In the early 1950s, Metro-Goldwyn-Mayer director Tex Avery made a series of cartoons with a humorous look at the future, featuring the homes, farms and television sets “of Tomorrow”. This 1951 short looks at the world of cars. It’s a little bit silly but it does reflect the time and the trends, for example, the “new step down models”, a reference to the “step down” Hudsons. Unfortunately, there seems to be a cohort of people that can’t look at cultural artifacts of the past without feeling obligated to condemn the prejudices of earlier ages. As a result, some versions you will find of this cartoon have been censored.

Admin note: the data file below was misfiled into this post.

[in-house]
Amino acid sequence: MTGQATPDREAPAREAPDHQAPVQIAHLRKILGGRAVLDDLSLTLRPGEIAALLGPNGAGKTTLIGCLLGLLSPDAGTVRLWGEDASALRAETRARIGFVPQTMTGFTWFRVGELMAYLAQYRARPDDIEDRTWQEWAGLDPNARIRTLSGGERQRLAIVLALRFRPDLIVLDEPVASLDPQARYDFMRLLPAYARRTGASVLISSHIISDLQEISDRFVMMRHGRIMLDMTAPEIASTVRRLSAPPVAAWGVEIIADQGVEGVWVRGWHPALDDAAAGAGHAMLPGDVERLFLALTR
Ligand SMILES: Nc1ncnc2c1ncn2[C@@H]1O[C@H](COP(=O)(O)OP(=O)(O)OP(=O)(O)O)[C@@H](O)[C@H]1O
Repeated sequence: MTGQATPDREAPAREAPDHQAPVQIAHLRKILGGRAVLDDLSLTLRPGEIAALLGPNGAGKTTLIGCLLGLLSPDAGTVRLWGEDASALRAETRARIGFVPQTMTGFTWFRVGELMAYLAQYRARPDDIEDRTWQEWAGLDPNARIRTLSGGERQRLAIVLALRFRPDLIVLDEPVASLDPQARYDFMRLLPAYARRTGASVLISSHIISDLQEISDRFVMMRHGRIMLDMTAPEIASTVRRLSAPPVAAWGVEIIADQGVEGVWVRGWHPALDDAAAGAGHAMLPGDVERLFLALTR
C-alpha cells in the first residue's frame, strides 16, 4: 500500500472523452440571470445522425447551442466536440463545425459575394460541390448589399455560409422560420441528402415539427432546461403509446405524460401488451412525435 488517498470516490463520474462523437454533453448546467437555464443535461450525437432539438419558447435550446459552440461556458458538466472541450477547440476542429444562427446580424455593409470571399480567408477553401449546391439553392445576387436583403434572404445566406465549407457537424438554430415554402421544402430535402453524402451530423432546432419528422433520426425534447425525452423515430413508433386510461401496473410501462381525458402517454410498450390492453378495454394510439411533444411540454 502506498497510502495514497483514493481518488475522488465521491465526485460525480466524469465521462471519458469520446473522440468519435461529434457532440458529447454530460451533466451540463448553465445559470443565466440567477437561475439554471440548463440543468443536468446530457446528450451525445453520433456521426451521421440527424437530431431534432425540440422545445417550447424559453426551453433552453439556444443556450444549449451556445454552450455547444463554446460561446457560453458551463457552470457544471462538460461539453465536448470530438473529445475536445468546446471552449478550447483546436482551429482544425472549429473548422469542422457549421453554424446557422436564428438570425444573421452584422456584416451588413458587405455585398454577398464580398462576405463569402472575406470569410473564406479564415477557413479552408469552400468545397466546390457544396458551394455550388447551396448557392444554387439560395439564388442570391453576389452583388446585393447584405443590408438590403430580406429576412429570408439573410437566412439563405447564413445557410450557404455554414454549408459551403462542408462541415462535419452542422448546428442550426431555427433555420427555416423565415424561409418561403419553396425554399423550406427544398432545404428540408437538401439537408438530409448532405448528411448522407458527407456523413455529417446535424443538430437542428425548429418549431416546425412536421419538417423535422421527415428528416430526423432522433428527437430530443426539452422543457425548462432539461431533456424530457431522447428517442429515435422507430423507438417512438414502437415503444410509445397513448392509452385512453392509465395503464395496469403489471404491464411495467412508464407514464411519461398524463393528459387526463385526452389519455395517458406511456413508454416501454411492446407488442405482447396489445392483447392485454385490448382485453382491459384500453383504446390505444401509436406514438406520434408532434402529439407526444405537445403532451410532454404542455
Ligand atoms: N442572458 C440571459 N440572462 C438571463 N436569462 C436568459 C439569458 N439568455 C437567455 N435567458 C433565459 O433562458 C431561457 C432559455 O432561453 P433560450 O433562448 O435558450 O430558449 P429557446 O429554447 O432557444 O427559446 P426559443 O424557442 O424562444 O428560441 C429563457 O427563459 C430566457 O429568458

A native American driving a convertible with a tipi for a roof and a Chinese driver pulling his car like a rickshaw is today, by some, considered offensive, not funny. What’s silly about the censorship is that the cartoon is, well, silly in the first place, hardly serious. There’s also some “sexism” in the cartoon, a pink car featuring curtains and flower planters as well as a bust and a derriere, and a few backseat and women driver jokes. It’s interesting, though, that none of those who complain about the “racism” and “sexism” of Avery’s cartoon have a problem with the pedal powered “super thrifty Scotsman model”. Funny how associating Natives with tipis and Chinese with rickshaws is considered worthy of censorship, but perpetuating the stereotype of Scots being cheap is acceptable. Like Orwell wrote, some animals are more equal than others.